Different opinions on what Olympics mean for marketWith three days to go before the opening of the Beijing Olympics, local analysts yesterday gave a split forecast about the post-Olympic Chinese equity market.
The Chinese market, along with the U.S., is a major gauge for the movement of the local market.
Kwak Young-joon, an analyst at Tong Yang Investment and Securities, said in a report yesterday the Beijing Olympics will end the corrective mood in the Chinese market.
He said the Chinese government reduced profits of state-run companies specialized in finance or energy to curb inflation. Maintaining stable price levels was aimed at avoiding social instability that threatened the successful hosting of the international event, he said.
Beijing, Kwak said, specifically squeezed the liquidity to control energy prices, which in turn led to the big sell-off in the stock market.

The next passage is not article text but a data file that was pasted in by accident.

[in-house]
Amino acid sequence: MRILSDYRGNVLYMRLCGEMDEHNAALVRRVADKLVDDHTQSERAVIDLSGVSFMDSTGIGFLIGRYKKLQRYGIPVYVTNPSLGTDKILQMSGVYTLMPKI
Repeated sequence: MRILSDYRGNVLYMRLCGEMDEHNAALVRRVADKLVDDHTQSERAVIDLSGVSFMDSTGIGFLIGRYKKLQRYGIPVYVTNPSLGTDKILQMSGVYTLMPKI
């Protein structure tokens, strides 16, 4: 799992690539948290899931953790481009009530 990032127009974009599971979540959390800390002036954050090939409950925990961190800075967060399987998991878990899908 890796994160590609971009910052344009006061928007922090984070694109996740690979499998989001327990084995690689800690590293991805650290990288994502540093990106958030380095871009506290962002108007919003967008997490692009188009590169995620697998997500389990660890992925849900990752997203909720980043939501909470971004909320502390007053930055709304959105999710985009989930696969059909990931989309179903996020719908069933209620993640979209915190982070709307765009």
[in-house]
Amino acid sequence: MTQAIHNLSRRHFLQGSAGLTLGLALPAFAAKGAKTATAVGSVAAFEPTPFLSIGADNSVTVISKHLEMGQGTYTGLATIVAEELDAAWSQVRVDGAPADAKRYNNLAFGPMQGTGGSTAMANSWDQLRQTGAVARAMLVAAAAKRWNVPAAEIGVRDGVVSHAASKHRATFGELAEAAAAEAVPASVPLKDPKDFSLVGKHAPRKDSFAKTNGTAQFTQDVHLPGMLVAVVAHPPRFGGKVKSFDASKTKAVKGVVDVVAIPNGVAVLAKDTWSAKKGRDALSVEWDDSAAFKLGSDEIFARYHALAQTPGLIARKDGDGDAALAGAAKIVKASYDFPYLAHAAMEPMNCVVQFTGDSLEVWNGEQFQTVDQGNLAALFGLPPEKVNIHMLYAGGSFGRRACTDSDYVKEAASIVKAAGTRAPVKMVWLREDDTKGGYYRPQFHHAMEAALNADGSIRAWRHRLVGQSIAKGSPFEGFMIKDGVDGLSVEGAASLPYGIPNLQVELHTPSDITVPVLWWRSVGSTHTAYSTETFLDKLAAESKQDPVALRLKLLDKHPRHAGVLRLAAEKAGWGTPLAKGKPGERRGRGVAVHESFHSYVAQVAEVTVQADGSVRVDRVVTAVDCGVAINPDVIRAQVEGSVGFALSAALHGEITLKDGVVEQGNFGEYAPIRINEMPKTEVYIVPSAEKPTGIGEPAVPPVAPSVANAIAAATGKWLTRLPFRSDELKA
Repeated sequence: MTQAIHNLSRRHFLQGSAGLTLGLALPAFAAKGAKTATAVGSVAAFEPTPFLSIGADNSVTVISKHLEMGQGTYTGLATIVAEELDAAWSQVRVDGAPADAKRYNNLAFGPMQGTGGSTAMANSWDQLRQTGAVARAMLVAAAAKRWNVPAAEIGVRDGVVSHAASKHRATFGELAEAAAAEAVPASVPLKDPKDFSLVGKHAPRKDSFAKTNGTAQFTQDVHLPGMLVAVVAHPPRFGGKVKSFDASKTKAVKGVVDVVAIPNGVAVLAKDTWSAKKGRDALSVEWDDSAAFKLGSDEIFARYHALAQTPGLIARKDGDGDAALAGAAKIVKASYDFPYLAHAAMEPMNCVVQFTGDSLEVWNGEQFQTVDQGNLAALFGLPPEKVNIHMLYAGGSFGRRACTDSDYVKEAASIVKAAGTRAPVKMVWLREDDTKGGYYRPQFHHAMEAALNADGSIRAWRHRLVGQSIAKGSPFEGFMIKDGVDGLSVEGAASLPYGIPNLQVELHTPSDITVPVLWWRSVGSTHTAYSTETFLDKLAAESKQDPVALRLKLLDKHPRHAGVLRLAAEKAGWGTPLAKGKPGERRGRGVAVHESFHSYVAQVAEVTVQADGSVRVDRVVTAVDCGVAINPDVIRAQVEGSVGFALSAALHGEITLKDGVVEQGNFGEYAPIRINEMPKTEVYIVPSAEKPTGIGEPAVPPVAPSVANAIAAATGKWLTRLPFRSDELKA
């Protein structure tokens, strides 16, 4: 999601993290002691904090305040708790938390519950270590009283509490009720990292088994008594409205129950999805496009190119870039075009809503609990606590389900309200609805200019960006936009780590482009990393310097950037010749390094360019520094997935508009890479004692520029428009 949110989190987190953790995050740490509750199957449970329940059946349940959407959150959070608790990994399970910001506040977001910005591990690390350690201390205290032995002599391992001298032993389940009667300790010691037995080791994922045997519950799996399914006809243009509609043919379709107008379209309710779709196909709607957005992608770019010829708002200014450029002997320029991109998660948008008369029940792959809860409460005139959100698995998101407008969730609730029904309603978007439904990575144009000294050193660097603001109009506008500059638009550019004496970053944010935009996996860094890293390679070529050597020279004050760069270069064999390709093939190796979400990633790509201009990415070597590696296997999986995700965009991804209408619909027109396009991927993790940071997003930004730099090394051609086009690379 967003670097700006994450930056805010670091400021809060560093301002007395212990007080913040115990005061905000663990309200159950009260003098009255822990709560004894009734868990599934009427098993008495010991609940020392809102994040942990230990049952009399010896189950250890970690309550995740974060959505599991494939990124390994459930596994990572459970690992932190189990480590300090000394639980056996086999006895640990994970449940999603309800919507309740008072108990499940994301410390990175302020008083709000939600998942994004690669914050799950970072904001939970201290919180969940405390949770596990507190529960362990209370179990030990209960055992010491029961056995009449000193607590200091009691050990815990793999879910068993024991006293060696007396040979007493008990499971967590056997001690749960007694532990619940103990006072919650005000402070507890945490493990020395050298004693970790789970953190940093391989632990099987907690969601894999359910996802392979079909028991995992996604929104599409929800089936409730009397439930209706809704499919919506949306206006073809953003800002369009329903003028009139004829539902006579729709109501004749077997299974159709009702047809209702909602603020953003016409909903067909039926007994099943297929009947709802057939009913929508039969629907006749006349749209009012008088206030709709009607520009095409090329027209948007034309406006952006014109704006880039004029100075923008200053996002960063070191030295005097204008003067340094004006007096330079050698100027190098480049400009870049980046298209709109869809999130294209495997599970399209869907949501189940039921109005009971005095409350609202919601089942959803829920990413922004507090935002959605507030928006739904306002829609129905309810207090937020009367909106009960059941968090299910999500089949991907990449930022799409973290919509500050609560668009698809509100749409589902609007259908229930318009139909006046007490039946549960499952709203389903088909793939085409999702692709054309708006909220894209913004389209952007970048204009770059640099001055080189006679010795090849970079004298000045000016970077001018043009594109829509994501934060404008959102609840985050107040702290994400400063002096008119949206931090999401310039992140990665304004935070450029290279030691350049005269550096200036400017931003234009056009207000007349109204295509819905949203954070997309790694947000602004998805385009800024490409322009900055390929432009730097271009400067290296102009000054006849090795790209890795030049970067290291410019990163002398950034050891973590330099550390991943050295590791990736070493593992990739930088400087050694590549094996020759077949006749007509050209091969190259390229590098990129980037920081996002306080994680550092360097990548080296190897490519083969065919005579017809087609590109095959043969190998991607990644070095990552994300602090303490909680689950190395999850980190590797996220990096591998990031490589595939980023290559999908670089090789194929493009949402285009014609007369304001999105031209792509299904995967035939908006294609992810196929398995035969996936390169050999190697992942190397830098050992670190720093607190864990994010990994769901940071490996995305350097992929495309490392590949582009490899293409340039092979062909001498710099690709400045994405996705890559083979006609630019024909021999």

“But, the Chinese government will take a different approach after the Olympics,” he predicted.
He said it is highly probable that the Chinese government will soon implement growth-driven policies including restructuring programs for state-run companies. Those new policies will stabilize state-run firms, he said.
“Beijing only accounts for 3.5 percent of the Chinese economy. The impact of the Olympics on the whole country will be small,” he said.
Cho Yong-chan, an analyst with Hanwha Securities, agreed that China is unlikely to experience the valley effect - an economic downturn - but said the Chinese stock market will still be trapped in a bearish mood until at least the end of this year.
“Business data of Chinese companies are continuing to worsen and the Olympics are not likely to change the trend,” Cho said.
Cho said it will still take some time for the investment sentiment in China to be revived.
By Moon Gwang-lip Staff Reporter [firstname.lastname@example.org]